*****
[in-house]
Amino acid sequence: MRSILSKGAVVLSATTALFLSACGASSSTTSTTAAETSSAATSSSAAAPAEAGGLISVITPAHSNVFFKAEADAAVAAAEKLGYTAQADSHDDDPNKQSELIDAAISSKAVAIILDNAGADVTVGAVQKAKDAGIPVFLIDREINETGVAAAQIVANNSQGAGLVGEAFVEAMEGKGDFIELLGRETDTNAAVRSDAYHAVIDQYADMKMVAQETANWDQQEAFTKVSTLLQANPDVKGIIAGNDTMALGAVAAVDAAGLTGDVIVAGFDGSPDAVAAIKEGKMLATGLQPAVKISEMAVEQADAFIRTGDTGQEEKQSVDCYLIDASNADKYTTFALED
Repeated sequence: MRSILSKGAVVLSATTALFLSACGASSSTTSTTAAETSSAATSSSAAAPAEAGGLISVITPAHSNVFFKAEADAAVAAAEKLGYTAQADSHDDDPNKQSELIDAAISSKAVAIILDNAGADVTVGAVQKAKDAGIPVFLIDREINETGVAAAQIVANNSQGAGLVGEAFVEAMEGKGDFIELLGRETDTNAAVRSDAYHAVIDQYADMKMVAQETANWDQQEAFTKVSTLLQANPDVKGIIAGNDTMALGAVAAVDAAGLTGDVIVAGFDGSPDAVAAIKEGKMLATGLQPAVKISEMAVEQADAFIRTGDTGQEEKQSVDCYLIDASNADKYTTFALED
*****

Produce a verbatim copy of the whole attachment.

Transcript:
[in-house]
Amino acid sequence: MRSILSKGAVVLSATTALFLSACGASSSTTSTTAAETSSAATSSSAAAPAEAGGLISVITPAHSNVFFKAEADAAVAAAEKLGYTAQADSHDDDPNKQSELIDAAISSKAVAIILDNAGADVTVGAVQKAKDAGIPVFLIDREINETGVAAAQIVANNSQGAGLVGEAFVEAMEGKGDFIELLGRETDTNAAVRSDAYHAVIDQYADMKMVAQETANWDQQEAFTKVSTLLQANPDVKGIIAGNDTMALGAVAAVDAAGLTGDVIVAGFDGSPDAVAAIKEGKMLATGLQPAVKISEMAVEQADAFIRTGDTGQEEKQSVDCYLIDASNADKYTTFALED
Repeated sequence: MRSILSKGAVVLSATTALFLSACGASSSTTSTTAAETSSAATSSSAAAPAEAGGLISVITPAHSNVFFKAEADAAVAAAEKLGYTAQADSHDDDPNKQSELIDAAISSKAVAIILDNAGADVTVGAVQKAKDAGIPVFLIDREINETGVAAAQIVANNSQGAGLVGEAFVEAMEGKGDFIELLGRETDTNAAVRSDAYHAVIDQYADMKMVAQETANWDQQEAFTKVSTLLQANPDVKGIIAGNDTMALGAVAAVDAAGLTGDVIVAGFDGSPDAVAAIKEGKMLATGLQPAVKISEMAVEQADAFIRTGDTGQEEKQSVDCYLIDASNADKYTTFALED